When I received my scale, I weighed in at
276.8 lbs. I’m only
5'9, so this put me at a shocking BMI of 40.9.
I had been overweight for most of my life, but this was a new extreme even for me.
276 days later, I weighed in at
326 days later, I weighed in at
163.2 lbs – a whopping
113 lbs lost.
This is how I did it, along with the data I collected along the way (calories, steps, fitness).
== Weight Loss
The only thing you really need to know is that you should be eating fewer calories than your body burns everyday. If you do this, you will lose weight – it’s science. Nothing else matters for weight loss. The magnitude of the caloric difference will regulate how quickly or slowly you lose the weight.
On average, it takes about
3,500 calories to burn
1 pound of fat. Suppose you eat
1,000 fewer calories than your Basal Metabolic Rate (BMR). After a week your body will burn
7,000 calories or
2 lbs of fat.
I never understood how simple it was before starting this. I found this article to be quite helpful for learning the basics.
The single most important tool for my weight loss was the MyFitnessPal app
The greatest feature of the app is that it tells you how many calories to eat. You put in your height, weight, and goal weight and it outputs your daily calorie intake limit. You can also specify how fast you want to lose the weight – I chose the max option of
The second greatest feature is the food database. MyFitnessPal has fairly accurate calorie estimates for almost anything you’d ever eat. I recorded what I ate, every single meal and snack, every single day, and even now I still do it. I’ll probably do it for many years to come. It’s amazingly helpful to stay on track.
The TV-ad photo
Data is king
Record everything you eat, even if you go over your limit. The accountability is helpful and it becomes addictive. MyFitnessPal reminds you a few times a day to record things so you won’t forget.
Fewer calories over Time
As you lose weight (depending on how much you want to lose) your calorie goal should decrease. MyFitnessPal has a huge bug – it doesn’t do this automatically, you have to periodically “adjust” your goal weight so it recomputes the daily caloric intake goal.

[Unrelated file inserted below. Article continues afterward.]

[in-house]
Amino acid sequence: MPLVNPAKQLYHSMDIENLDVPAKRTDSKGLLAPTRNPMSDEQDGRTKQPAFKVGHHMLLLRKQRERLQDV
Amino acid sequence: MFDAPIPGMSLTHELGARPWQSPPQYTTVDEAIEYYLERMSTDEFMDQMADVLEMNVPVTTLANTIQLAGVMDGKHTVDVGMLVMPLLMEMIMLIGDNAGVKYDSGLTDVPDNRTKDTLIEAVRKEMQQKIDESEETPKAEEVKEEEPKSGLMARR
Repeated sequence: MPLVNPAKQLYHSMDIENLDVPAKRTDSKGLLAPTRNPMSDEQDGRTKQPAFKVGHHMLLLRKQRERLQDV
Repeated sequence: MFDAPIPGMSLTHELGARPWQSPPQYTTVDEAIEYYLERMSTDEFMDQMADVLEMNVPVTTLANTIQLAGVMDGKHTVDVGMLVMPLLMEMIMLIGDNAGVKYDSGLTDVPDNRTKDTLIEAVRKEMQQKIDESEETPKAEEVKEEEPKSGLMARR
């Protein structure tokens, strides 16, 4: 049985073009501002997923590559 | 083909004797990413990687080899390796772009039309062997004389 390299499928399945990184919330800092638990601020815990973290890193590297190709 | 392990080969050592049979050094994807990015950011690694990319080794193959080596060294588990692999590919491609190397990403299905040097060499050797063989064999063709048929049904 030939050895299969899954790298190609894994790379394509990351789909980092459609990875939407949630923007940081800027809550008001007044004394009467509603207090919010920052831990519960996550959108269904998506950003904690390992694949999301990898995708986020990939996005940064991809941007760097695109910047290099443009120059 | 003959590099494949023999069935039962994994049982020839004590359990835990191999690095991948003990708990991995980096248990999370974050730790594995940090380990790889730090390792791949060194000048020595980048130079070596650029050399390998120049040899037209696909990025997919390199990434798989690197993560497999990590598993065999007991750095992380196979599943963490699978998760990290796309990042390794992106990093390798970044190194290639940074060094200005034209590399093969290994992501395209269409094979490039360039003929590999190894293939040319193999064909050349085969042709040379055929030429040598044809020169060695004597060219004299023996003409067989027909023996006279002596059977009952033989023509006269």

Exercise or don’t
You don’t have to exercise. If you like to exercise that’s great – you’ll burn more calories which means you will lose the weight faster (as long as you don’t eat those calories back). I tried running – about 30m, every morning, for 3 months. At times it felt great, but in the end I didn’t like it enough to stick with it. If you’re just trying to cut weight, you can do that with calorie restriction alone.
“Diet plans” are not necessary
All the diet plans that I’ve seen really do one thing – they employ fancy tricks to get you to eat fewer calories without actually counting. Skip the gimmicks and just count calories. It’s easier to deal with just one restriction.
Healthy food only?
I naturally started eating healthy foods because I could eat more of them. If you eat a chocolate bar, you will still be hungry. For the same amount of calories, you could eat a few bowls of vegetables and be full. That said, the best part about this overall approach is that you can still eat whatever you want – just count the calories.
Somewhere along the journey I picked up intermittent fasting. I like it but it’s also not necessary. I found that it helped reduce my appetite which means I can eat fewer calories. The principal is that you have a feeding period of 8 hours and a fasting period of 16 hours. I eat from 12pm to 8pm, and fast from 8pm - 12pm. This means I always skip breakfast. There’s a lot of “science” that say low insulin levels in the fasted state lead to more fat burning. If you’re in a caloric deficit this will happen anyways. This might fall into the category of “fancy diet plans” that just get you to eat fewer calories without realizing.
Everything I wrote above is what worked for me – that is not to say it will work for everyone. I am also not a doctor, I’m an engineer, so none of this is medical advice – please consult your doctor.